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United States Department of Agriculture

Agricultural Research Service


New Apparatus Should Help Farmers Detect Herbicides

By Tara Weaver
November 17, 1998

A new device called a biosensor will help farmers and regulators detect herbicides and pesticides in soil and water. The biosensor relies on living organisms or their by-products to identify traces of chemical residues in only minutes.

Molecular biologist Autar K. Mattoo at the Agricultural Research Service co-developed the biosensor with scientists from the Czech Republic and Italy through a grant supported by the North American Treaty Organization. In Beltsville, Md., Mattoo leads the Vegetable Laboratory of the ARS, the chief research agency of the U. S. Department of Agriculture.

Heavy applications of herbicides and pesticides can leave environmentally unsafe residues in soil and water.

The biosensor detects these residues by using a chlorophyll-protein complex that measures oxygen levels. To use the biosensor, the farmer or regulator passes a soil or water sample through the device. If the sample contains an herbicide, the chemical will react with the biosensor's proteins and inhibit oxygen production. This information is relayed to a computer that displays the data in graph form.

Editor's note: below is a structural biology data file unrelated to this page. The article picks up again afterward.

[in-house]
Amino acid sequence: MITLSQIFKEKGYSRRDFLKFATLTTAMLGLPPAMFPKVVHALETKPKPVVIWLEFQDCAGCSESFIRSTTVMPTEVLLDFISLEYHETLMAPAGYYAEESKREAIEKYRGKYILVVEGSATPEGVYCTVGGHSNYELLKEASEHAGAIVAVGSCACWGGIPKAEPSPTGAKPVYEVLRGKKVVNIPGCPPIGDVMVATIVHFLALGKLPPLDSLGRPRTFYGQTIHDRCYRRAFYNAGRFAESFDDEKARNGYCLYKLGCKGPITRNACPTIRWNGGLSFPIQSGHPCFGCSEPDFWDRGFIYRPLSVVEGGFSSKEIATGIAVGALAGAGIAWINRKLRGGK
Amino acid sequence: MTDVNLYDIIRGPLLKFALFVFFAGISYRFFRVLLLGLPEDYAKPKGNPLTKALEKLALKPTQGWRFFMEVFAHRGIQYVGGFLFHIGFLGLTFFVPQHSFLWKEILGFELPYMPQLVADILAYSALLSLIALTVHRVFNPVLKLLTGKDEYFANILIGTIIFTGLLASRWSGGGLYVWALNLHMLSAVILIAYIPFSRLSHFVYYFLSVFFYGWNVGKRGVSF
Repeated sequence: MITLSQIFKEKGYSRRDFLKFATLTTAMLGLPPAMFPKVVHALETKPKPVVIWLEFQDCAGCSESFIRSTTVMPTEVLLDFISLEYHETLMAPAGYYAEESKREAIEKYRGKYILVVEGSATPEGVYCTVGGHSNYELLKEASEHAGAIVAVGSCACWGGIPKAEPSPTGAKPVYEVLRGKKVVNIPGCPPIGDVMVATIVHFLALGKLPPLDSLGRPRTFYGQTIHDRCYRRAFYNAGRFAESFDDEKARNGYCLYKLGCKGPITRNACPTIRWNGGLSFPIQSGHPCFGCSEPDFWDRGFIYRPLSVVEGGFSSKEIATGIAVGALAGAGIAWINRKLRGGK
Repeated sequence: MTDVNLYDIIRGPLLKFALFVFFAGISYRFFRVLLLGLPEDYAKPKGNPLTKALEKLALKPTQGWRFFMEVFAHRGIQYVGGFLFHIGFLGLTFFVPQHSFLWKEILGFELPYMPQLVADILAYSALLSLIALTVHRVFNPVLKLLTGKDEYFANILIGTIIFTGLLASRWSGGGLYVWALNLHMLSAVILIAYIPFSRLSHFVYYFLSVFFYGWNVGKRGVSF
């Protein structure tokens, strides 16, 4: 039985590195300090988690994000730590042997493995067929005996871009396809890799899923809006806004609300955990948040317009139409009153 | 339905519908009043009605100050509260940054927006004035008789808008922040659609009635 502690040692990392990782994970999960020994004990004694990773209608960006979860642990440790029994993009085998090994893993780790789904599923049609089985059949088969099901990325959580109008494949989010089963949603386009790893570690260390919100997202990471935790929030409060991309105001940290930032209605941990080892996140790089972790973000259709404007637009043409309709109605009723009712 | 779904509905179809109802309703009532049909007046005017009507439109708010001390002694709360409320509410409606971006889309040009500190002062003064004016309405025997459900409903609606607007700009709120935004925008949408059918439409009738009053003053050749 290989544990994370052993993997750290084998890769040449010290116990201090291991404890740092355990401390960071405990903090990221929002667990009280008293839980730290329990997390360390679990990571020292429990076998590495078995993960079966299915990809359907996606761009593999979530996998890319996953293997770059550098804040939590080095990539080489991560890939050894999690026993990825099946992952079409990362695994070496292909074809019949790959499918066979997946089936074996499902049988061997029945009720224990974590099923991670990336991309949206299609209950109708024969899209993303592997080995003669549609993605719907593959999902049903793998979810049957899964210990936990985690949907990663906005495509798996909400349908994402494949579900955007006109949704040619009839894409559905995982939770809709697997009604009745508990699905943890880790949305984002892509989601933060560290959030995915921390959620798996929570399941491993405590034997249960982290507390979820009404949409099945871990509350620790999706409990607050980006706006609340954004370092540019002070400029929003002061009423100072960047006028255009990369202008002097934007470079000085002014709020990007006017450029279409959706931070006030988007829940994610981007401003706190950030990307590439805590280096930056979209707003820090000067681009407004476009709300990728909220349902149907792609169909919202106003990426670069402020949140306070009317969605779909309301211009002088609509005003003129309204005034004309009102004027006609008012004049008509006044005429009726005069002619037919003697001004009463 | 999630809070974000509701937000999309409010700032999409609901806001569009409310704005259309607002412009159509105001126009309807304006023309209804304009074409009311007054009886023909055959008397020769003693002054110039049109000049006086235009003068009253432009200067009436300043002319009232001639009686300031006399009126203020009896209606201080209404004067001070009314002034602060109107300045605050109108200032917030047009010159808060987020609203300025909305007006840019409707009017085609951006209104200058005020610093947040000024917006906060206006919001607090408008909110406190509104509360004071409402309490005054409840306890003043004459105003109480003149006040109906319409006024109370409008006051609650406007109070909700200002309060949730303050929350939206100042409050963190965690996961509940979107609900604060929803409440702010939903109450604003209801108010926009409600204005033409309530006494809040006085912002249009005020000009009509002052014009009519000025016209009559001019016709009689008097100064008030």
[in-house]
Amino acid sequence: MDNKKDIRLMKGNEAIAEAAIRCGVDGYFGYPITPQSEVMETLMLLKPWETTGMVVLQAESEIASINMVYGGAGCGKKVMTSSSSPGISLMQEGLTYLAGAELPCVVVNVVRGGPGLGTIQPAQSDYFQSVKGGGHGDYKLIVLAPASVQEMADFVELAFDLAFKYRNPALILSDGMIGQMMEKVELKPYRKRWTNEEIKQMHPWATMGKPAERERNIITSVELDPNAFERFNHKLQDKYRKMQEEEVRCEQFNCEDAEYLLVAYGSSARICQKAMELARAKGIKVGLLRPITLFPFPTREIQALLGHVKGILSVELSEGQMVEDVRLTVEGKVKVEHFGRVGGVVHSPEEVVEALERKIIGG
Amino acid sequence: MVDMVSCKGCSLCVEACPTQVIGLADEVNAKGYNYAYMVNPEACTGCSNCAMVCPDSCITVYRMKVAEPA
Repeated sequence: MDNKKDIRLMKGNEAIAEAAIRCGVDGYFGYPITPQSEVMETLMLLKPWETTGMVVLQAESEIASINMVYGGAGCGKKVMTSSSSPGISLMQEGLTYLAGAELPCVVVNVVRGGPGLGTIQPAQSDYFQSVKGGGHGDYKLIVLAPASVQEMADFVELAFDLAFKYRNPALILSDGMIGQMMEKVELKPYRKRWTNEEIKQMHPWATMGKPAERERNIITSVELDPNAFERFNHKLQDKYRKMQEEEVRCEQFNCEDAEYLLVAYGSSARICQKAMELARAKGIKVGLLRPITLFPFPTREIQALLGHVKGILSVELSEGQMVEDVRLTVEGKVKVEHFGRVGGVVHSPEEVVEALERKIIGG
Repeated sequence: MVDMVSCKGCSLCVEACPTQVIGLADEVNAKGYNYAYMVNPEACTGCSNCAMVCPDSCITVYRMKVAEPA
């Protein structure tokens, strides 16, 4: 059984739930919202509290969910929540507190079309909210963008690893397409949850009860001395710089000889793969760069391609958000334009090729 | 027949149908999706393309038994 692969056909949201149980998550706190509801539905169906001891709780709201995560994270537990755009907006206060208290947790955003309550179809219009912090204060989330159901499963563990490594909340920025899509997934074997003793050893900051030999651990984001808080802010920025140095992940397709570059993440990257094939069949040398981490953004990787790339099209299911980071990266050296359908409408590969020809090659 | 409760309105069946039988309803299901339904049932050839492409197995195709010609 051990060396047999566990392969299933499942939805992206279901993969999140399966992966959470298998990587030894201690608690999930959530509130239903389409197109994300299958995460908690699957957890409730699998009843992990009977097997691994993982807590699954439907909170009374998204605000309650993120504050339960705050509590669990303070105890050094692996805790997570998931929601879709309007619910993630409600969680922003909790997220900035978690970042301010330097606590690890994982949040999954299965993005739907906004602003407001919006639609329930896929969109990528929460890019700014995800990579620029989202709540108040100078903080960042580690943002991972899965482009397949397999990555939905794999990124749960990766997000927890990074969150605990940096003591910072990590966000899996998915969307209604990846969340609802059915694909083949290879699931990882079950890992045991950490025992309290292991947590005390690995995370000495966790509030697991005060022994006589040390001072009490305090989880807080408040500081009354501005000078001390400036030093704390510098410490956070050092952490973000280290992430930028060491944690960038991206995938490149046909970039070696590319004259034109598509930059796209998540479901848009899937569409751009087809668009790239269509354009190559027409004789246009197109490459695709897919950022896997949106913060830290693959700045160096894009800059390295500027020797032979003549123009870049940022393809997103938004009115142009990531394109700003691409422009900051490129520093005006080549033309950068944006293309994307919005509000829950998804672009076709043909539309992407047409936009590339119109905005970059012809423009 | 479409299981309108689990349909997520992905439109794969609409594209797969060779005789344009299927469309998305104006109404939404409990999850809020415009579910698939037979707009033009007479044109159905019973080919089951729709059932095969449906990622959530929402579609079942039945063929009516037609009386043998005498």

The biosensor can only measure herbicides that inhibit photosynthesis--diuron, atrazine, simazine, ioxynil, bromoxynil and dinoseb. But this group constitutes about 50 percent of all herbicides used in agriculture.

The test is ultra-sensitive. Its detection limits are similar to or slightly better than the more complex, highly sensitive ELISA test, which is antibody-based. The biosensor works well at room or warmer temperatures. Its membrane is stable for up to about 40 hours and can be re-used within that period for any number of measurements.

Once commercialized, it should be economical and easy to use--distinct advantages over currently available herbicide detectors.

A story about the biosensor appears in the November issue of ARS’ Agricultural Research magazine. The story is also on the World Wide Web at:


Scientific contact: Autar K. Mattoo, ARS Vegetable Laboratory, Beltsville, Md., phone (301) 504-7380, fax (301) 504-5555,

Last Modified: 8/22/2017
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